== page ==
Friday, March 11, 2005

March in Madison: looking out the window at night

signs of spring? not really... Posted by Hello

The gloom factor

I am a baby-boomer. Our cohort has been variously described, but no one has yet given us this ancillary label which I do believe is apt: we are a generation of baby-anti-gloomers.

Are we unique in this way? Oh yes. I cannot even recall how many boomers have told me of parents who spread the message of anti-joy. What was it with that generation? Why does it want to instill caution in us, to the point where it seems that’s all it wants to instill? Be careful, don’t be happy! Sacrifice, don’t seek pleasure! Your body will age, your mind will atrophy! We are not happy in our lives, they tell us again and again, and neither should you expect to be, you na├»ve and innocent young one (this said to an almost 52-year old?), just you wait.

And so we rebel. I was pedaling away at the gym with a friend at dawn today (fighting atrophy?). She is my age. What struck me was how sensibly cheerful she was in her reactions to my stories, and how much she believed that her own (grown) children should be able to search for the joy that she herself routinely finds. The woman is so damn happy, even at the times when life (and a parent) presses her to be exactly the opposite.


I want several bumper stickers for my car: The pursuit of pleasure is not a sin. Those who find life fantastically rewarding are not, by definition, hurting others. Looking forward to better times is better than looking backward at bad times. And so on. The anti-gloomers are forging a quiet revolution, ripping to shreds the signposts of gloom. You’re welcome, you young ones after us. We blaze endless trails for you – know how lucky you are that this is one of them!

The word of the year in 2004: blog. The word of the year in 2005: privatization

Americans are unconvinced about the need to privatize Social Security. Good. So am I. But catching the debate on privatization on the other side of the ocean really caused me to sigh (in a resigned life-is-tough-and-I-can’t-do-anything-about-it sort of way) because it says so much about the Poland of yesterday and the conflicted Poland of today. Here’s the story: Yesterday, Polish coal miners participated in a referendum on whether to privatize coal mines. 100,000 voted (75% of those eligible). 97% were opposed to privatization.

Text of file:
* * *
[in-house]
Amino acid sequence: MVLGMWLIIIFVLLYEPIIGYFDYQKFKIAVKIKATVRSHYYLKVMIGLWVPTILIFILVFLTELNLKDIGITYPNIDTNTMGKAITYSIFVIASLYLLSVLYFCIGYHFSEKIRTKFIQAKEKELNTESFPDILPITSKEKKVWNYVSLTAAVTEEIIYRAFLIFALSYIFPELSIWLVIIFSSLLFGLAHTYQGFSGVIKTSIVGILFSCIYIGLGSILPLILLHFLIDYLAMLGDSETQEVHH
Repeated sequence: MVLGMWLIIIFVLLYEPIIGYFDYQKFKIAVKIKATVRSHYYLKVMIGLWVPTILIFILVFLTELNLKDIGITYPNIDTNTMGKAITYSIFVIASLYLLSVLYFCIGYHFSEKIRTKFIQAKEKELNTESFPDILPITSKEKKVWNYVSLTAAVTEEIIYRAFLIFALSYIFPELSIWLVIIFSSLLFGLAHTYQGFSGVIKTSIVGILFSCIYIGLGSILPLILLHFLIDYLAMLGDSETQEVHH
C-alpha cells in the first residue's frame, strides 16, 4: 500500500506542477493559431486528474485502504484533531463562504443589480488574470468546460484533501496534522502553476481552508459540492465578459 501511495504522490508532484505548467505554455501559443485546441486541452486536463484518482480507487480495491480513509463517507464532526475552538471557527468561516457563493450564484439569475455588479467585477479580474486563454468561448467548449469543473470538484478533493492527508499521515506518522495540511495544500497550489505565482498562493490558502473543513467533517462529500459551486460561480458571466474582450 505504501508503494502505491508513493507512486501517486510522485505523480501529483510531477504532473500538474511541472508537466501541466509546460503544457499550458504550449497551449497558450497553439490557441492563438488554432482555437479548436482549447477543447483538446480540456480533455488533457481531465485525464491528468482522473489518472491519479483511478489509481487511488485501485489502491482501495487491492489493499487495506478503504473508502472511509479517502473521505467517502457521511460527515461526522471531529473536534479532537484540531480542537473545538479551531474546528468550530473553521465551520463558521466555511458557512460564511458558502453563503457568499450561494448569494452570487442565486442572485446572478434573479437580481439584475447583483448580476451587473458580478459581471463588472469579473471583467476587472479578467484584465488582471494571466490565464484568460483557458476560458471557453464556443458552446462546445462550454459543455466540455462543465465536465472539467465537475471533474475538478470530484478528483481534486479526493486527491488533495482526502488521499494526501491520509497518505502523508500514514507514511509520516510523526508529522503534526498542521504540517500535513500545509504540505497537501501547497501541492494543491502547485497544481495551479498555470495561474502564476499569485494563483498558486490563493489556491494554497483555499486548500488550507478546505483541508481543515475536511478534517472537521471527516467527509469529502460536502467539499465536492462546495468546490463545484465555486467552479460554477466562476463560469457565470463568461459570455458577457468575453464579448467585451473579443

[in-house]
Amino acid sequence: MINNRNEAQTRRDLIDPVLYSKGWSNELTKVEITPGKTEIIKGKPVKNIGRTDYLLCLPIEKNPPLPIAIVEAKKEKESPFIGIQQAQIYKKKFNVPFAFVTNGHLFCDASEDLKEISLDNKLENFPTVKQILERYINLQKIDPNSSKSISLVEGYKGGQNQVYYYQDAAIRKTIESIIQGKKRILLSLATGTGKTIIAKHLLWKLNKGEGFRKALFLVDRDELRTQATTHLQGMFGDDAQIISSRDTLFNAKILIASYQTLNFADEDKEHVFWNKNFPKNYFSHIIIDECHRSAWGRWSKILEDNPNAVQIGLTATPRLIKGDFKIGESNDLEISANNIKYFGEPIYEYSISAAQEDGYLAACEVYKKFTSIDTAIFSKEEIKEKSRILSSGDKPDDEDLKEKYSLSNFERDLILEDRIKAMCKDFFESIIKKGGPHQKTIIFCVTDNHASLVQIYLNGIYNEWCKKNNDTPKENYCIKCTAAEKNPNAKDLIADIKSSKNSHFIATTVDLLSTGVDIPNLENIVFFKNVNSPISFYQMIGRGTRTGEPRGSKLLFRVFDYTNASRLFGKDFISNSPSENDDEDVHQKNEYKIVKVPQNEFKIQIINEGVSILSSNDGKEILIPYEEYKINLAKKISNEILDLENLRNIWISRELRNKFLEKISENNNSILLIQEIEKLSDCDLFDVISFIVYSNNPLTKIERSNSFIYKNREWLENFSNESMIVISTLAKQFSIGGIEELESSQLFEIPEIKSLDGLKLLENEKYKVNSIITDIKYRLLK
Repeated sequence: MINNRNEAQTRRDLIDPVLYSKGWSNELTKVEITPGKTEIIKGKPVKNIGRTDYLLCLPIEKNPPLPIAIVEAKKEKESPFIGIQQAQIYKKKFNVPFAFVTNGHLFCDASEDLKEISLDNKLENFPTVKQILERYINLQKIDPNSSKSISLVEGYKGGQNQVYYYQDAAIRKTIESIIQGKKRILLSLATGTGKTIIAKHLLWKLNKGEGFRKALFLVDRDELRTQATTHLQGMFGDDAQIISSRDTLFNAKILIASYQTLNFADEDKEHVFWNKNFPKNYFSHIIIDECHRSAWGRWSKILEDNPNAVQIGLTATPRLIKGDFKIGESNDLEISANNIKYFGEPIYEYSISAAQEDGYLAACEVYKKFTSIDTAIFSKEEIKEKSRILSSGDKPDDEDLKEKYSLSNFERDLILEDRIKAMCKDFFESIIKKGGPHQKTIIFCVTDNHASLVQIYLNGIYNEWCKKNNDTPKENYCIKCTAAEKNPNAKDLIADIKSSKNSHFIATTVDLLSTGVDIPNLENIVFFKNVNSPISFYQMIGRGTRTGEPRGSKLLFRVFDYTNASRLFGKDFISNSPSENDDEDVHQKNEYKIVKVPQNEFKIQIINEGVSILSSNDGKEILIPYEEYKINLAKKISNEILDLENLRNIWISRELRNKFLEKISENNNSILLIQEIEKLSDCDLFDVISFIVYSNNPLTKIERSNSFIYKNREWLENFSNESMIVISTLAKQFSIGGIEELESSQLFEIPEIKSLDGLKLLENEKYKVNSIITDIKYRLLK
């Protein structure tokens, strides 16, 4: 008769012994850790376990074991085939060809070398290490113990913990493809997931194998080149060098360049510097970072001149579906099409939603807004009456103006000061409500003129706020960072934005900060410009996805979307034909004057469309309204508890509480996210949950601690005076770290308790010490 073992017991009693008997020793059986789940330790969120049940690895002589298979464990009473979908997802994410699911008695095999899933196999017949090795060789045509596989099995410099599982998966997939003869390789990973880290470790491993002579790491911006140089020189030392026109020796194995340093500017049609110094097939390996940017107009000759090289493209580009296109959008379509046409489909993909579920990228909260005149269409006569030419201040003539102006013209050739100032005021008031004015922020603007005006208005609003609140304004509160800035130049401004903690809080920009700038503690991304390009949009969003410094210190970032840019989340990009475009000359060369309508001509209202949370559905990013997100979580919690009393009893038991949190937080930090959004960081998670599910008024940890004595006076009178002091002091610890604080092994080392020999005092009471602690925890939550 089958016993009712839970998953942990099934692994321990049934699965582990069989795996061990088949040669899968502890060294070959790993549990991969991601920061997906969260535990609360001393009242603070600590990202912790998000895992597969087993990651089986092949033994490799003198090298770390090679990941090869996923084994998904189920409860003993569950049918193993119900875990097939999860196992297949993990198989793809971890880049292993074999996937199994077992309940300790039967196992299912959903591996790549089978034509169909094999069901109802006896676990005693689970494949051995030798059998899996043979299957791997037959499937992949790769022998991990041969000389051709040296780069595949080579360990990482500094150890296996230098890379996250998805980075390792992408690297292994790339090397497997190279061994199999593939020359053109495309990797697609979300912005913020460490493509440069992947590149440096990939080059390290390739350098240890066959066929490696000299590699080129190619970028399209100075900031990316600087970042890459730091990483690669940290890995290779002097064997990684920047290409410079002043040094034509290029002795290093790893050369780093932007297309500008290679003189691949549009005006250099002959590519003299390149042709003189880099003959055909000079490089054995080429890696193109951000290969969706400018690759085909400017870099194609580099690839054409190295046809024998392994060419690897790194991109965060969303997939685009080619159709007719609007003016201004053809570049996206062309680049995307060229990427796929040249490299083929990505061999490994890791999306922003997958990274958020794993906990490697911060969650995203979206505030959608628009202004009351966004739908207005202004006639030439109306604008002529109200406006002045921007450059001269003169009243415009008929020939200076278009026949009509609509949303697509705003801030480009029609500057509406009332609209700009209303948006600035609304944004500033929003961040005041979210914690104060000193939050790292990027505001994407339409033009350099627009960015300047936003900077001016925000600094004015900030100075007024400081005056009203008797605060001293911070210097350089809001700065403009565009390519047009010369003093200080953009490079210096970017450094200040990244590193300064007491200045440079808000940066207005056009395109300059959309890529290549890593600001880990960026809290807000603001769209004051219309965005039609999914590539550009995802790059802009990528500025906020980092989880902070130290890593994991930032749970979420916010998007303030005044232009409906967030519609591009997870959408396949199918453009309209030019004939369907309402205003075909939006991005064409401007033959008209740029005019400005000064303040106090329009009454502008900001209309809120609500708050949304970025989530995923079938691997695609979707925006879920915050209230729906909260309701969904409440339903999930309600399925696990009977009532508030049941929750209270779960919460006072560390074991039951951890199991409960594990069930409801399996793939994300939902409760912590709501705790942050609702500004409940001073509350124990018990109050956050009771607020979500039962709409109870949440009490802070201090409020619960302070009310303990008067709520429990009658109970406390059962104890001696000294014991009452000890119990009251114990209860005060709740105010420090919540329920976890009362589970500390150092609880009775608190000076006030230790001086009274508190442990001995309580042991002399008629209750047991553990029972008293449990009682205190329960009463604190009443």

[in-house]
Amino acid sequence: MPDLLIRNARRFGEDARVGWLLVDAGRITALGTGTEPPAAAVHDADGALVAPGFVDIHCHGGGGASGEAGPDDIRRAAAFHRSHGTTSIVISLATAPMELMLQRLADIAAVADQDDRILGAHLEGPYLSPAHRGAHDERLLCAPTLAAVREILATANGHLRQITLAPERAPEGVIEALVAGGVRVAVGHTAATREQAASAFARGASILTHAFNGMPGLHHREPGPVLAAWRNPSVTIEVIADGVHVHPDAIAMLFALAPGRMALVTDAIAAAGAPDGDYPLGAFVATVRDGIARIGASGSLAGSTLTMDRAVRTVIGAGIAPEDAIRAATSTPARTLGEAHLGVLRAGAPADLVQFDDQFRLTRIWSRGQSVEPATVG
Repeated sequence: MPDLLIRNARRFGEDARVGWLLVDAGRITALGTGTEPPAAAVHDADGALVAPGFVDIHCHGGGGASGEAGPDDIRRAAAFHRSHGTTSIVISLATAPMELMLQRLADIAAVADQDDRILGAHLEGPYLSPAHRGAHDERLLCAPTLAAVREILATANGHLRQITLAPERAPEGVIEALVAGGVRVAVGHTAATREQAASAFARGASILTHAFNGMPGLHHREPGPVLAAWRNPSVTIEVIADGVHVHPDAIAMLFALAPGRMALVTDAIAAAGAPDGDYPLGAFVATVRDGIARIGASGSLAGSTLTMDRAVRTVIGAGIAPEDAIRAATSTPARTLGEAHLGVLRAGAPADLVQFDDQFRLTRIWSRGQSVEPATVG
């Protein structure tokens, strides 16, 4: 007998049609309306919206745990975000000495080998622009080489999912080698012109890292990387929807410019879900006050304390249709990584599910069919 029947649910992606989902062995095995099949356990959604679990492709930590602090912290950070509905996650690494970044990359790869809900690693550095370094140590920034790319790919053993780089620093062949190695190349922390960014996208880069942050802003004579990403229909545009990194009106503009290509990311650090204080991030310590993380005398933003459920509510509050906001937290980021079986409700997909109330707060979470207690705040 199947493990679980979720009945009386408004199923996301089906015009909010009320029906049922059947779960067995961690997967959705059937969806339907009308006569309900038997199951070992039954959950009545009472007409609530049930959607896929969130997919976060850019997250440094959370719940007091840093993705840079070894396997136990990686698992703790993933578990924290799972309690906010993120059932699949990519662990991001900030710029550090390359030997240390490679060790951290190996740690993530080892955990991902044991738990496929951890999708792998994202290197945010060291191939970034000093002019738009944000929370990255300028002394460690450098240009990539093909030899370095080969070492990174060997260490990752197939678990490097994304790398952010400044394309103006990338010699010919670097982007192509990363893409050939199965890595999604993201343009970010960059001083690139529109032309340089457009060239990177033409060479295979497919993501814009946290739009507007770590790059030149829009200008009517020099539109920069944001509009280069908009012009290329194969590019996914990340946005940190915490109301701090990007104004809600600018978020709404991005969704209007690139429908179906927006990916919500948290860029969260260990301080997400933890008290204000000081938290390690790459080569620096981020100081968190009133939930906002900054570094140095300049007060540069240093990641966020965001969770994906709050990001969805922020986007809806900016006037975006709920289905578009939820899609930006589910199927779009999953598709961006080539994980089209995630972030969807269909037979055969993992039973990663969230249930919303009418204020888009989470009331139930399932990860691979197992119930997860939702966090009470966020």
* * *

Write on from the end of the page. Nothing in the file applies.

This does not surprise me: Of course they voted no! Coal mining under communism was a lucrative profession. You held on to your job, your salary was on the high end of the Polish scale and the mines remained opened, regardless of market pressures on the industry.

We are looking these days at a more conflicted Poland: a nation that says yes to market capitalism, on the condition that it does nothing to disturb the nobler aspects of Life As It Was Back Then.

In the meantime, those outside the industry are bitterly watching the vote come in and their reactions are less than magnanimous. I read in the News chat rooms: why should the miners remain privileged while the rest of us suffer the risks of an unstable market?! What a sick referendum! Why ask only them? The mines “belong” to all of us! We, the taxpayers*, should decide how they should be run.

Worry not, readers who think privatization is the way to go in all walks of life. The mines are doomed. Their transfer into private hands is already underway. The referendum is like a last little voice coming from these gloomy dark caves that were once as close to diamonds as anyone in Poland was likely to get. A few more jobs lost, a few more security blankets ripped from the hands of those who want to cling on, because for a (small? not so small?) number of them, it was better then, even as it is not so bad now, what with all the stores showing all those wonderful things that the employed can, every now and then, purchase. The tricky part is to remain employed**.

* this is fascinating since Polish taxes are new, low, and not evenly collected.

** Poland’s unemployment rose to 19.1% in December; it is significantly higher outside the major cities.